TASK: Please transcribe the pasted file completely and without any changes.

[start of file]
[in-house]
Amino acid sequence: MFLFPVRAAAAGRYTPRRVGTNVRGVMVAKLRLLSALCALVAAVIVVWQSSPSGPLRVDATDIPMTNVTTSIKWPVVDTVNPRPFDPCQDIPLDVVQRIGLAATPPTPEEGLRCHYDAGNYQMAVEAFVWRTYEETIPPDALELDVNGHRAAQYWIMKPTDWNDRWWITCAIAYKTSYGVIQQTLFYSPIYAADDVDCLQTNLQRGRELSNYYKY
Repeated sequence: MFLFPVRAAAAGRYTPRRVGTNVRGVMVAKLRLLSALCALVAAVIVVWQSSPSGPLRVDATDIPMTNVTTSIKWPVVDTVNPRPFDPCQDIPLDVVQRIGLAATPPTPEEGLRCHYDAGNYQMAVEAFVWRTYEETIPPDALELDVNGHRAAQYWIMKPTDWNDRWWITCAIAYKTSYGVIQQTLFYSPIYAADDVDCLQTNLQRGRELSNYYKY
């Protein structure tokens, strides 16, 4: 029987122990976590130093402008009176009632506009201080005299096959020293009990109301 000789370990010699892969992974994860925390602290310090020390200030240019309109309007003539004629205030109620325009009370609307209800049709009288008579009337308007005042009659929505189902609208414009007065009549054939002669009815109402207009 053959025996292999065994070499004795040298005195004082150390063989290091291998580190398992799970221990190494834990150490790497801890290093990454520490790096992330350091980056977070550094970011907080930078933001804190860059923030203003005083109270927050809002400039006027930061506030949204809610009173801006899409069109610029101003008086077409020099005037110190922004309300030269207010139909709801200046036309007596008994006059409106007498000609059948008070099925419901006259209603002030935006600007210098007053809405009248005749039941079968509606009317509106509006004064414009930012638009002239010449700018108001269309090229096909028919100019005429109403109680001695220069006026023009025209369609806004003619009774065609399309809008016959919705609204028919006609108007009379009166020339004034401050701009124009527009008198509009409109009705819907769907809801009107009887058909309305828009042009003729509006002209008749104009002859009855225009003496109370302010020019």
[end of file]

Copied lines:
[in-house]
Amino acid sequence: MFLFPVRAAAAGRYTPRRVGTNVRGVMVAKLRLLSALCALVAAVIVVWQSSPSGPLRVDATDIPMTNVTTSIKWPVVDTVNPRPFDPCQDIPLDVVQRIGLAATPPTPEEGLRCHYDAGNYQMAVEAFVWRTYEETIPPDALELDVNGHRAAQYWIMKPTDWNDRWWITCAIAYKTSYGVIQQTLFYSPIYAADDVDCLQTNLQRGRELSNYYKY
Repeated sequence: MFLFPVRAAAAGRYTPRRVGTNVRGVMVAKLRLLSALCALVAAVIVVWQSSPSGPLRVDATDIPMTNVTTSIKWPVVDTVNPRPFDPCQDIPLDVVQRIGLAATPPTPEEGLRCHYDAGNYQMAVEAFVWRTYEETIPPDALELDVNGHRAAQYWIMKPTDWNDRWWITCAIAYKTSYGVIQQTLFYSPIYAADDVDCLQTNLQRGRELSNYYKY
């Protein structure tokens, strides 16, 4: 029987122990976590130093402008009176009632506009201080005299096959020293009990109301 000789370990010699892969992974994860925390602290310090020390200030240019309109309007003539004629205030109620325009009370609307209800049709009288008579009337308007005042009659929505189902609208414009007065009549054939002669009815109402207009 053959025996292999065994070499004795040298005195004082150390063989290091291998580190398992799970221990190494834990150490790497801890290093990454520490790096992330350091980056977070550094970011907080930078933001804190860059923030203003005083109270927050809002400039006027930061506030949204809610009173801006899409069109610029101003008086077409020099005037110190922004309300030269207010139909709801200046036309007596008994006059409106007498000609059948008070099925419901006259209603002030935006600007210098007053809405009248005749039941079968509606009317509106509006004064414009930012638009002239010449700018108001269309090229096909028919100019005429109403109680001695220069006026023009025209369609806004003619009774065609399309809008016959919705609204028919006609108007009379009166020339004034401050701009124009527009008198509009409109009705819907769907809801009107009887058909309305828009042009003729509006002209008749104009002859009855225009003496109370302010020019």